The Los Angeles City Council on Wednesday tentatively approved a $15.37-per-hour minimum wage for workers at large hotels in Los Angeles.
The council voted 12-3 to approve the minimum wage, with council members Bernard Parks, Mitchell Englander and Paul Krekorian dissenting. Because the decision was not unanimous, the issue will come back for a final vote Oct. 1.
If approved, hotels with 300 or more rooms would need to start paying the $15.37 minimum wage by July 1 and those with at least 150 rooms would have to comply by July 1, 2016.
Unionized hotels in many cases would be exempt from the wage hike, due to workers already agreeing to a bargained contract. Hotels facing a financial hardship would be able to apply for a waiver from paying the $15.37 wage.
The wage hike would affect an estimated 13,000 hotel workers, according to one economist hired by the city, although that figure assumed the ordinance would affect hotels with 125 or more rooms. City officials estimate 40 non-union hotels in the city have 150 or more rooms and would need to adopt the $15.37 minimum wage.
The council also approved an amendment offered earlier by Councilman Jose Huizar, instructing city officials to study possibly exempting older, sometimes historic, buildings that are developed into hotels. The Ace and The Standard hotels in downtown Los Angeles are examples of hotels that were opened within such buildings, according to the councilman.
The tentative decision to raise the hotel wage was greeted by thunderous applause from a room of supporters, many of them members of local labor groups who contend the wage hike would improve the quality of life for low- paid hotel workers struggling to make ends meet.
Opponents of the higher hotel wage warned that it would lead to job losses or hotels cutting back on services, while also discouraging much needed new hotel development in the city.
Opponents of the hotel wage, including the Los Angeles Area Chamber of Commerce and Hotel Association of Los Angeles, also complained the issue was rushed to a vote just one day after economics studies were released.
Economic studies commissioned by the city found that some job loss could occur, but also concluded individual workers’ pay would go up and result in a better quality of life.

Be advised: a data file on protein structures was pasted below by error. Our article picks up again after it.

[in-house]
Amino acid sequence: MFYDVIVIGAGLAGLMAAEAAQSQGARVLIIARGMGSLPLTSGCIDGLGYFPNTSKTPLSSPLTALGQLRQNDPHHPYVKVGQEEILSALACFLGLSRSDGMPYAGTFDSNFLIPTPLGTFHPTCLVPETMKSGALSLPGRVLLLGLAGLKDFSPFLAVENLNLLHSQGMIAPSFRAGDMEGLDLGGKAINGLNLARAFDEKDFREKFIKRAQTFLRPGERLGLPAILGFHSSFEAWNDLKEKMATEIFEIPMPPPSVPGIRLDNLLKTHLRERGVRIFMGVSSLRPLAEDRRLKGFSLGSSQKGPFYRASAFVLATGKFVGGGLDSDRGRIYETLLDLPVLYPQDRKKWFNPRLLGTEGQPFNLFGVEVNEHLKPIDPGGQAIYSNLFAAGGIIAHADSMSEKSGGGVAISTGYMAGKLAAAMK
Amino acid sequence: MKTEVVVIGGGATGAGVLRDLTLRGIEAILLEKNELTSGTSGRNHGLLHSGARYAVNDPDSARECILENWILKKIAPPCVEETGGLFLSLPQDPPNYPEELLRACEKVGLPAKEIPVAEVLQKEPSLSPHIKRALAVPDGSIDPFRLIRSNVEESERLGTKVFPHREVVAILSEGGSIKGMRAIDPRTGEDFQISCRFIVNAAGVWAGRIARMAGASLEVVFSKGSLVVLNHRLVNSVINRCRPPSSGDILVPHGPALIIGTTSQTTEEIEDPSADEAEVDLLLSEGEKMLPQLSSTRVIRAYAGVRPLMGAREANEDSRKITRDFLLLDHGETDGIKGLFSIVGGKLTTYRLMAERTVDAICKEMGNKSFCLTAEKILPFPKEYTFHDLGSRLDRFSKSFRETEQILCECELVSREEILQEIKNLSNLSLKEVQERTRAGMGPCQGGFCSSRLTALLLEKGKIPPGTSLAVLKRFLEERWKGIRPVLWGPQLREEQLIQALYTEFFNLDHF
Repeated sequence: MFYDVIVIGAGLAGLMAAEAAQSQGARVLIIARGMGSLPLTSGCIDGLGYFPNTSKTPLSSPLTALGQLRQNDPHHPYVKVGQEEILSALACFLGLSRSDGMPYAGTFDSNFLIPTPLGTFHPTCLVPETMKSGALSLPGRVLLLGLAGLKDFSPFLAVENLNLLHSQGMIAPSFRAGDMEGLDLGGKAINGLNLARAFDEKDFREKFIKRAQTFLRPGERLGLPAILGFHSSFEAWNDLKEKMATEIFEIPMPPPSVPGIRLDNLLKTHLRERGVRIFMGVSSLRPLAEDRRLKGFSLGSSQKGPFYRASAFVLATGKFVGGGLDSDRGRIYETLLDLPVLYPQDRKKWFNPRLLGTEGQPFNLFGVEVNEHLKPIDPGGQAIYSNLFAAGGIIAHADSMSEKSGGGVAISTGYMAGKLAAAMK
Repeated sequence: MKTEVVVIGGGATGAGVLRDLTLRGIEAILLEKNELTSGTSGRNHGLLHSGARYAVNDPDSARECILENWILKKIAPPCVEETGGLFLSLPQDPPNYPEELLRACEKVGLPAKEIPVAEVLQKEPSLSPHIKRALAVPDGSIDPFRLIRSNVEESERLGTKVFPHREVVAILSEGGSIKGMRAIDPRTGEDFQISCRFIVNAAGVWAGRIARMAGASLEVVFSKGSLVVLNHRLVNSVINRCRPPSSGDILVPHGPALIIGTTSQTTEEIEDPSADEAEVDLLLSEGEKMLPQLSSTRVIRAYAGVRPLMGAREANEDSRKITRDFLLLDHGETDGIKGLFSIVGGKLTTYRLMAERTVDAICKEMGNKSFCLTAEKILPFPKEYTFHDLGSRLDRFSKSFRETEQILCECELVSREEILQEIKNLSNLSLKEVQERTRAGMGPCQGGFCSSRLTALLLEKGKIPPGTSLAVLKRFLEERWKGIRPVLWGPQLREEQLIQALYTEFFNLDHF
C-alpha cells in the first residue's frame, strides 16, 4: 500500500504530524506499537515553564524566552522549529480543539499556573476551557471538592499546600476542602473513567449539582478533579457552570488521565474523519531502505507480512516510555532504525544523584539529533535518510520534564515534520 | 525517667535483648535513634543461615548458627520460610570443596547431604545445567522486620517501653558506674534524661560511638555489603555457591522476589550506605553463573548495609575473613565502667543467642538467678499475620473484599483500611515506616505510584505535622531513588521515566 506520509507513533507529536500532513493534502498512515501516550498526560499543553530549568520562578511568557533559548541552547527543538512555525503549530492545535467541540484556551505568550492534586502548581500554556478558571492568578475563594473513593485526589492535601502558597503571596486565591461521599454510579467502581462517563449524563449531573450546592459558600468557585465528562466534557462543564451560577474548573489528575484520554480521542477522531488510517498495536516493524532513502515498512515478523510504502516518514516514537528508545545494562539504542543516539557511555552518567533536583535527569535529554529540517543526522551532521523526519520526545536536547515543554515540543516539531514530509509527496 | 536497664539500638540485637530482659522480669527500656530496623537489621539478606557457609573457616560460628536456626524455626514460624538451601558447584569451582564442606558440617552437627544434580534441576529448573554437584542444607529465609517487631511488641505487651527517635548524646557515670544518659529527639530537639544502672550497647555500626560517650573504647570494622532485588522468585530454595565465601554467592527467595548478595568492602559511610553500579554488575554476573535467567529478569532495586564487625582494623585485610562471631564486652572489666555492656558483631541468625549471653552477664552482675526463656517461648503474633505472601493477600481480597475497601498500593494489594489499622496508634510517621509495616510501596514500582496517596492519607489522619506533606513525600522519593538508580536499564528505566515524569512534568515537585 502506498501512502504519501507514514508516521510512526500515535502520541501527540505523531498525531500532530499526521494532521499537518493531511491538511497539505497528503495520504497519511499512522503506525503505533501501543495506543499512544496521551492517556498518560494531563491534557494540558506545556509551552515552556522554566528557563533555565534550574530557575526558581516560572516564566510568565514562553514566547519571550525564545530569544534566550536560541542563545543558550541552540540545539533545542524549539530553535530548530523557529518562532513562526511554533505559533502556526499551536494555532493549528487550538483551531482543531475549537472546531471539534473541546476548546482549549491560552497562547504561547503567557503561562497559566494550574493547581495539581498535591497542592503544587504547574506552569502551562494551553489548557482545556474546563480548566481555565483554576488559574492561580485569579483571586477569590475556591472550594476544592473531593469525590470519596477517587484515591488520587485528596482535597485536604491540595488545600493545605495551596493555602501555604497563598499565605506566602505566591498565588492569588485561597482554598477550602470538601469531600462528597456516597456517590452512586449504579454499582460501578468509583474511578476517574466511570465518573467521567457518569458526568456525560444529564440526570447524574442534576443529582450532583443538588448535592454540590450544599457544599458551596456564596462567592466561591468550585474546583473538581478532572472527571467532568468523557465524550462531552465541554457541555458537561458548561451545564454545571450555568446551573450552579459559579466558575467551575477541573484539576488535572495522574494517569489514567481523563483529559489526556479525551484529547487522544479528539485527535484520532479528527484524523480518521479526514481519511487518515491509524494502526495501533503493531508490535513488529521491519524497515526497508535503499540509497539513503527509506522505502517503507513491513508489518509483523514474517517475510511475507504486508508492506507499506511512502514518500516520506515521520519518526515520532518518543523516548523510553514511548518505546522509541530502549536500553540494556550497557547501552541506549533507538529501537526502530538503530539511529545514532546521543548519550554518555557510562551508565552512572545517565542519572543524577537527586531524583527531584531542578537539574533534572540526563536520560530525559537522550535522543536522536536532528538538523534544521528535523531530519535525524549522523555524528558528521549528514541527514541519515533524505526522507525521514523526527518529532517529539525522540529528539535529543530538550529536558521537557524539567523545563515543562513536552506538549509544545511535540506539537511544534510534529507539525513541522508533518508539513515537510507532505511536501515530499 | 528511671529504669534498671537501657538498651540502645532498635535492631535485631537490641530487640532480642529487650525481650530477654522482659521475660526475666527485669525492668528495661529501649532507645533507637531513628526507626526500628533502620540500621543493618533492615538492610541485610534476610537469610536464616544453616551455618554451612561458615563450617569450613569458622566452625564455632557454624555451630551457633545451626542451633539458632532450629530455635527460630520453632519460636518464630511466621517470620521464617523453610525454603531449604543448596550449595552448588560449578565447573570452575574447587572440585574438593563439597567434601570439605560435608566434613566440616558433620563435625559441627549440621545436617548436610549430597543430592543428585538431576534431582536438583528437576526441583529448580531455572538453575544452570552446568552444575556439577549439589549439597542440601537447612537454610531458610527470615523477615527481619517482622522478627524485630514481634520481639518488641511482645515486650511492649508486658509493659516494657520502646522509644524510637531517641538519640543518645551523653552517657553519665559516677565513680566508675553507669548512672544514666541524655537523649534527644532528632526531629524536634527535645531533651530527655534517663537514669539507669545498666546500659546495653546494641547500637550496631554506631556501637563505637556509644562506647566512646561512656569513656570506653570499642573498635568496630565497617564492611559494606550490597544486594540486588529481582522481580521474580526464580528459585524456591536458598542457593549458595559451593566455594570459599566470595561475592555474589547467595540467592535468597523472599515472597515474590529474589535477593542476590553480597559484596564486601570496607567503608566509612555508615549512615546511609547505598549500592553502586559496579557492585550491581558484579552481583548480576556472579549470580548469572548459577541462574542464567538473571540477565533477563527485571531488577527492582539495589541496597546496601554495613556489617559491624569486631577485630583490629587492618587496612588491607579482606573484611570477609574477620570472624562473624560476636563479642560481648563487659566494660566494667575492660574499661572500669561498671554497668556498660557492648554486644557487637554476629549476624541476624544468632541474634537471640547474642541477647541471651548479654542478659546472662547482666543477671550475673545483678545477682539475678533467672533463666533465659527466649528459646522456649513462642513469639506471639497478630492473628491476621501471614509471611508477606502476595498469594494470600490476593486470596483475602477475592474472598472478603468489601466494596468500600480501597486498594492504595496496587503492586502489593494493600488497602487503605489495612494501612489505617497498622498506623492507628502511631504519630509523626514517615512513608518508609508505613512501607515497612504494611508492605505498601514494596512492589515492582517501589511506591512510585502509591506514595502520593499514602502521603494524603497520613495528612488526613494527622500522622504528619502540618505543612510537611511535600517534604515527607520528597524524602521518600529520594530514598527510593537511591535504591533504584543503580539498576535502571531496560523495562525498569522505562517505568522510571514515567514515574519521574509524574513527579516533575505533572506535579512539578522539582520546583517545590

Council members who support the ordinance said despite the less-than-ideal economic impacts found in the studies, it was still better to improve the low pay of some of the industry’s workers.
“Yes, we might see some job growth slow or impacted, but the lives of thousands of workers will be improved,” said Councilman Curren Price, who introduced the original motion to increase the hotel wage. “They’ll be making a living wage that will permit them to provide for their families.”
He added the focus should be on “creating a living wage (so) that an individual only needs to work one job to provide for his or her family.”
Price disputed the hotel industry’s claim that it has been singled out by the ordinance, saying hotels have also been “targeted” with “financial assistance in the form of tax breaks.”
The city has been “actively creating incentives to single out the hotel industry, in a good way,” he said.
Councilwoman Nury Martinez, who co-authored the motion with Price, said the “positives far outweigh the negatives,” and she countered assertions that it would drive away developers who had been looking to build hotels in Los Angeles.
She said hotels are still opening and “will be built to meet the demand of tourism.”
Martinez noted “the majority of workers in this industry are women,” and argued that it would benefit the families of the industry’s lowest paid employees.
“It is not OK for anyone working in this industry to clock out at 3 o’clock in the afternoon and rush to a second job,” she said. “It is not OK for families to have to be able raise a family working for this thriving industry, to not see their children before they go to bed. It is unacceptable.”
Parks, who voted against the wage increase, said he preferred a citywide or regional approach to increasing the wage, saying Los Angeles hotels would be competing with nearby businesses that do not have to raise their employees’ pay.
Los Angeles Mayor Eric Garcetti has said he would support the increased hotel wage if it is approved by the City Council. The hike is higher than his own proposed $13.25 minimum wage for all businesses in the city.